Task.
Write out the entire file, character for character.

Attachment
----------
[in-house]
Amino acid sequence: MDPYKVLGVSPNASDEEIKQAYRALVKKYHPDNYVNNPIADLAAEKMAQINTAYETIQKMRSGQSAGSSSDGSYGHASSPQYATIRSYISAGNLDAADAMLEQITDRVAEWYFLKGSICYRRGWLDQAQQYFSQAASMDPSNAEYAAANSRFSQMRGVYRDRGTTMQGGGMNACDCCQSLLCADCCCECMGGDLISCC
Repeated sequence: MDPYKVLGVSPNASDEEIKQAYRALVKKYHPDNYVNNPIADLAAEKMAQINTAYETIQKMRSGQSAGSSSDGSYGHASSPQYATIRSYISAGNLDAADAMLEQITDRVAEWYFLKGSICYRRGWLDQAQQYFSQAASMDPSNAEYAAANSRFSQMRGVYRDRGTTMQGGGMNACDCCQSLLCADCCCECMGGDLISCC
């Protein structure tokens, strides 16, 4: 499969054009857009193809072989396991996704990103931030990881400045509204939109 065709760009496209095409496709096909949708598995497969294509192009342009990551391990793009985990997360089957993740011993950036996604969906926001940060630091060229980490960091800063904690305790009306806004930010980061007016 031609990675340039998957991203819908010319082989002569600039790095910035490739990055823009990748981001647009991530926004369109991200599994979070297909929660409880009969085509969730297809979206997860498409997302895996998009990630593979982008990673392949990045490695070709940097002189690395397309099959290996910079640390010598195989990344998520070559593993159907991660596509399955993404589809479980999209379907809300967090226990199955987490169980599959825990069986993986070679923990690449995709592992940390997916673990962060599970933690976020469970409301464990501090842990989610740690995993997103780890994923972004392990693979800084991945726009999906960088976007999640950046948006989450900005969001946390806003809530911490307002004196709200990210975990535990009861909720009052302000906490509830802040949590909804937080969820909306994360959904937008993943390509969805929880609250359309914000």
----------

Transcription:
[in-house]
Amino acid sequence: MDPYKVLGVSPNASDEEIKQAYRALVKKYHPDNYVNNPIADLAAEKMAQINTAYETIQKMRSGQSAGSSSDGSYGHASSPQYATIRSYISAGNLDAADAMLEQITDRVAEWYFLKGSICYRRGWLDQAQQYFSQAASMDPSNAEYAAANSRFSQMRGVYRDRGTTMQGGGMNACDCCQSLLCADCCCECMGGDLISCC
Repeated sequence: MDPYKVLGVSPNASDEEIKQAYRALVKKYHPDNYVNNPIADLAAEKMAQINTAYETIQKMRSGQSAGSSSDGSYGHASSPQYATIRSYISAGNLDAADAMLEQITDRVAEWYFLKGSICYRRGWLDQAQQYFSQAASMDPSNAEYAAANSRFSQMRGVYRDRGTTMQGGGMNACDCCQSLLCADCCCECMGGDLISCC
């Protein structure tokens, strides 16, 4: 499969054009857009193809072989396991996704990103931030990881400045509204939109 065709760009496209095409496709096909949708598995497969294509192009342009990551391990793009985990997360089957993740011993950036996604969906926001940060630091060229980490960091800063904690305790009306806004930010980061007016 031609990675340039998957991203819908010319082989002569600039790095910035490739990055823009990748981001647009991530926004369109991200599994979070297909929660409880009969085509969730297809979206997860498409997302895996998009990630593979982008990673392949990045490695070709940097002189690395397309099959290996910079640390010598195989990344998520070559593993159907991660596509399955993404589809479980999209379907809300967090226990199955987490169980599959825990069986993986070679923990690449995709592992940390997916673990962060599970933690976020469970409301464990501090842990989610740690995993997103780890994923972004392990693979800084991945726009999906960088976007999640950046948006989450900005969001946390806003809530911490307002004196709200990210975990535990009861909720009052302000906490509830802040949590909804937080969820909306994360959904937008993943390509969805929880609250359309914000």